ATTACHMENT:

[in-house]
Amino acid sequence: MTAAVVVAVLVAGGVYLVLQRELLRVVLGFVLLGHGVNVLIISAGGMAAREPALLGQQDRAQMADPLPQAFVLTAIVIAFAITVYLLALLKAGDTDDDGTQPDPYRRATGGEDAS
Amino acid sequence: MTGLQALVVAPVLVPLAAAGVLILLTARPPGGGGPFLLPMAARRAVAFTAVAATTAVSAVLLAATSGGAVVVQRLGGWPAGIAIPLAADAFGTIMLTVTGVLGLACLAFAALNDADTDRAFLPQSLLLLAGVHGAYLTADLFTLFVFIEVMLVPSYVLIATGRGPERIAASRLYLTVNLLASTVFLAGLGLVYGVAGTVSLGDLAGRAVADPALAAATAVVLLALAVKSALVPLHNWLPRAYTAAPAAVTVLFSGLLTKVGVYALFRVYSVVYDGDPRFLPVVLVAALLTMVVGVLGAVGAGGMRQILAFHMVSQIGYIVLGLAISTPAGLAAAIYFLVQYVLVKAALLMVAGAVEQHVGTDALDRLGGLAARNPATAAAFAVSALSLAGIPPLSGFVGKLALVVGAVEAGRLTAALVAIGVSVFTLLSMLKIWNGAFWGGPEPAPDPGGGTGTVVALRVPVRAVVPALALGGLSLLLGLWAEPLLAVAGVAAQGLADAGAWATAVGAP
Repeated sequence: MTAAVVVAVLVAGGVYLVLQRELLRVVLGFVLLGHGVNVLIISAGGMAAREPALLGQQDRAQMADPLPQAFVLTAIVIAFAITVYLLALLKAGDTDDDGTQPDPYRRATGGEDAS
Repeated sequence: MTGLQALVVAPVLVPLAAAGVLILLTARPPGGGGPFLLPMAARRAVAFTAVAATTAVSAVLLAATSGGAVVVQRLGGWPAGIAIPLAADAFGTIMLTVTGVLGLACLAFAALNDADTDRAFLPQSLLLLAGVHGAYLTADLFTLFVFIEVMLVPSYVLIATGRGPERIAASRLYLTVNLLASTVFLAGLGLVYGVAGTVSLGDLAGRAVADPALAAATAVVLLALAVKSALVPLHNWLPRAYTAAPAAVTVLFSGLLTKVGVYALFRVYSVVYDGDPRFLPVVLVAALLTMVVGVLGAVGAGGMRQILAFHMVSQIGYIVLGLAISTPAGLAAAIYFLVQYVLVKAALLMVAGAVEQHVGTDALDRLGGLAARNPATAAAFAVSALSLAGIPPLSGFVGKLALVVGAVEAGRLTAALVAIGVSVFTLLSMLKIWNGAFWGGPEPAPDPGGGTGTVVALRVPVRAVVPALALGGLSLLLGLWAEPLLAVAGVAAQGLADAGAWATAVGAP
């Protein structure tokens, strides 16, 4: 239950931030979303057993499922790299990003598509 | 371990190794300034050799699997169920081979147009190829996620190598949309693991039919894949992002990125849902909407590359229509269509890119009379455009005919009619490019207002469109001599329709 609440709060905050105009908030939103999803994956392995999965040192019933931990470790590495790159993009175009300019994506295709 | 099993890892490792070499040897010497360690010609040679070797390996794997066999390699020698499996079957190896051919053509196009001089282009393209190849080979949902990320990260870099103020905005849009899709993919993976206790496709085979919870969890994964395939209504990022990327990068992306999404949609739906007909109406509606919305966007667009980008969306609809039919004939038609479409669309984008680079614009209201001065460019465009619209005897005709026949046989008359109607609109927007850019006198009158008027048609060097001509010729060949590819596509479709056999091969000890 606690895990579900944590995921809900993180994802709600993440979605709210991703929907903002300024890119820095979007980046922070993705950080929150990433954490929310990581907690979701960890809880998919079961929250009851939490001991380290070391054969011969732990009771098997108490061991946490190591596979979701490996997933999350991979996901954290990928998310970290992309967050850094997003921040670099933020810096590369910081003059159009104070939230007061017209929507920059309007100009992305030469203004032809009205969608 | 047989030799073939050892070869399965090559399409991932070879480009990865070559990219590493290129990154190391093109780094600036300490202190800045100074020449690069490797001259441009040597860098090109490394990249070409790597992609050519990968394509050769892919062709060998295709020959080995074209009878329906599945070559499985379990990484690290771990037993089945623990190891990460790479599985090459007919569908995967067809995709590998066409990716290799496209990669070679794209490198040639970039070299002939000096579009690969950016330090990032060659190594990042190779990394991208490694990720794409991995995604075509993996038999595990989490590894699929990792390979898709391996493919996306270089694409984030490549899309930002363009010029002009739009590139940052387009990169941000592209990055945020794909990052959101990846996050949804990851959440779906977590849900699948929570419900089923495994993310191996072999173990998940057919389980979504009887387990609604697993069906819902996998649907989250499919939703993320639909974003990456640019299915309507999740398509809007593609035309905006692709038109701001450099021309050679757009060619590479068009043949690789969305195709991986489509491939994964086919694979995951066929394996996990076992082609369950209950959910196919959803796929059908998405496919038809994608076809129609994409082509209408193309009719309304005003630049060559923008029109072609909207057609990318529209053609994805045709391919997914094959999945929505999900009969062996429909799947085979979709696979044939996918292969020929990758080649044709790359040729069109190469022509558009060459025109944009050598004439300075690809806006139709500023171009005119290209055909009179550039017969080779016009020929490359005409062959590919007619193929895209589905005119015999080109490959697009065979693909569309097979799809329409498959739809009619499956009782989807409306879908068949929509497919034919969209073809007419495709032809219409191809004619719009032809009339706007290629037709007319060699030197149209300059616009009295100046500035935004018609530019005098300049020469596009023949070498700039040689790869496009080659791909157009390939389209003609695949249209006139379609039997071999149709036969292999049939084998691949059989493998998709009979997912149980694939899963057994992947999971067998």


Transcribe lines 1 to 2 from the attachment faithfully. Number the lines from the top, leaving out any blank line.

[in-house]
Amino acid sequence: MTAAVVVAVLVAGGVYLVLQRELLRVVLGFVLLGHGVNVLIISAGGMAAREPALLGQQDRAQMADPLPQAFVLTAIVIAFAITVYLLALLKAGDTDDDGTQPDPYRRATGGEDAS